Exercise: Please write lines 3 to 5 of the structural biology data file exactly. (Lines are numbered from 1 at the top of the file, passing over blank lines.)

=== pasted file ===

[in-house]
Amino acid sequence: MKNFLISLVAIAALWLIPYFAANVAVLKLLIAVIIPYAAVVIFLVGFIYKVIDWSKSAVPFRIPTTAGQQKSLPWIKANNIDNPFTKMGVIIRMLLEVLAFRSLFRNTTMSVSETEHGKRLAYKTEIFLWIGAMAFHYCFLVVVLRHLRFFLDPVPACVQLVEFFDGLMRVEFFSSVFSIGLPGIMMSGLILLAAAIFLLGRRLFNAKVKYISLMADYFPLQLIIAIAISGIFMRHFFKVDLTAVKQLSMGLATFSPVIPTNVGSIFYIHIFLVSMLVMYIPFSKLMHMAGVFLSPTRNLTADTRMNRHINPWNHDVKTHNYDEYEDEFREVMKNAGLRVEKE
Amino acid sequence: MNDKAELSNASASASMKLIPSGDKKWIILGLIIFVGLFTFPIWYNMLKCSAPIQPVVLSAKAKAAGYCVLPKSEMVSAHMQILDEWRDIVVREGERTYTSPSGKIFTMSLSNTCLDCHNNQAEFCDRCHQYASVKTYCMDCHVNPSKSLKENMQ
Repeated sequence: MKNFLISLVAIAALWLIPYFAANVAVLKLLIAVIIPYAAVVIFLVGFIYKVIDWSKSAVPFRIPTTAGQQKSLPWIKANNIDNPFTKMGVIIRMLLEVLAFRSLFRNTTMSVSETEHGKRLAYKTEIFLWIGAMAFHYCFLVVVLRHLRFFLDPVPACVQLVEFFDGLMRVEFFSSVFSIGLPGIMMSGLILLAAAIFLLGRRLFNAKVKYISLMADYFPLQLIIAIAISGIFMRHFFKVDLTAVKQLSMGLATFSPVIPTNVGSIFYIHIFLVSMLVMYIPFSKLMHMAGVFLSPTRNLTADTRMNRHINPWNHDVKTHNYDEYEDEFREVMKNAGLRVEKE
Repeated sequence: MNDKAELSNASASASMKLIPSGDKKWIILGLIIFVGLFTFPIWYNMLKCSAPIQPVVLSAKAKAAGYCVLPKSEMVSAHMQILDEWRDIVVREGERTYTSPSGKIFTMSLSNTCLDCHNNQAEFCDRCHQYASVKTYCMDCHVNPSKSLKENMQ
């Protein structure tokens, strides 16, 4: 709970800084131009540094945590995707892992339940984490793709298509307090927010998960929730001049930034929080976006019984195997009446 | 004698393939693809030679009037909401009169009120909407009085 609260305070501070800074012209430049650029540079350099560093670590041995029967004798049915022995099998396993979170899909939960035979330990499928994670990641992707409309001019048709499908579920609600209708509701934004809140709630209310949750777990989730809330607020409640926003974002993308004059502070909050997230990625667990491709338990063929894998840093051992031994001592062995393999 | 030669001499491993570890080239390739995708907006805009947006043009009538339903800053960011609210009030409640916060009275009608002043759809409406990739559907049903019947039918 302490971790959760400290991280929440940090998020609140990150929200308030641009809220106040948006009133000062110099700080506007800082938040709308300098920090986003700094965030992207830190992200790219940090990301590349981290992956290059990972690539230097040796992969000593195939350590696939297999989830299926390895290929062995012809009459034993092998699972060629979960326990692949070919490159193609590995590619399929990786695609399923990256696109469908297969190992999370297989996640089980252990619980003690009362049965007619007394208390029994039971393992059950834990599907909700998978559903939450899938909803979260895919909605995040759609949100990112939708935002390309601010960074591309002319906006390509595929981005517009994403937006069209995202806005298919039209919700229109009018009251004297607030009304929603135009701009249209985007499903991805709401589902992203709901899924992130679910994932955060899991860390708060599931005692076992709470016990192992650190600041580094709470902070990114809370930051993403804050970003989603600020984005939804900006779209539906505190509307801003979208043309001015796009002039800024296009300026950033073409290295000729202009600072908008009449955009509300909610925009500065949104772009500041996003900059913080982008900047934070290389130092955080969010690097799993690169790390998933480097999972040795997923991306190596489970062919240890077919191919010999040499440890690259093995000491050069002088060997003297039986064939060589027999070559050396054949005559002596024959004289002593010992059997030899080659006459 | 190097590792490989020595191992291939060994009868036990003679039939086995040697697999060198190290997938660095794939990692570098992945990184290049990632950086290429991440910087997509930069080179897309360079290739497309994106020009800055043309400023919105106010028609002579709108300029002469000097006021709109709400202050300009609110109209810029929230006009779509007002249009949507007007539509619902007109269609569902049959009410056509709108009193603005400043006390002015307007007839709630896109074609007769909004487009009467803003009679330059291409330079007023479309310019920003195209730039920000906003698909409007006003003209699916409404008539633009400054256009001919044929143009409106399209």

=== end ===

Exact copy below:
Amino acid sequence: MNDKAELSNASASASMKLIPSGDKKWIILGLIIFVGLFTFPIWYNMLKCSAPIQPVVLSAKAKAAGYCVLPKSEMVSAHMQILDEWRDIVVREGERTYTSPSGKIFTMSLSNTCLDCHNNQAEFCDRCHQYASVKTYCMDCHVNPSKSLKENMQ
Repeated sequence: MKNFLISLVAIAALWLIPYFAANVAVLKLLIAVIIPYAAVVIFLVGFIYKVIDWSKSAVPFRIPTTAGQQKSLPWIKANNIDNPFTKMGVIIRMLLEVLAFRSLFRNTTMSVSETEHGKRLAYKTEIFLWIGAMAFHYCFLVVVLRHLRFFLDPVPACVQLVEFFDGLMRVEFFSSVFSIGLPGIMMSGLILLAAAIFLLGRRLFNAKVKYISLMADYFPLQLIIAIAISGIFMRHFFKVDLTAVKQLSMGLATFSPVIPTNVGSIFYIHIFLVSMLVMYIPFSKLMHMAGVFLSPTRNLTADTRMNRHINPWNHDVKTHNYDEYEDEFREVMKNAGLRVEKE
Repeated sequence: MNDKAELSNASASASMKLIPSGDKKWIILGLIIFVGLFTFPIWYNMLKCSAPIQPVVLSAKAKAAGYCVLPKSEMVSAHMQILDEWRDIVVREGERTYTSPSGKIFTMSLSNTCLDCHNNQAEFCDRCHQYASVKTYCMDCHVNPSKSLKENMQ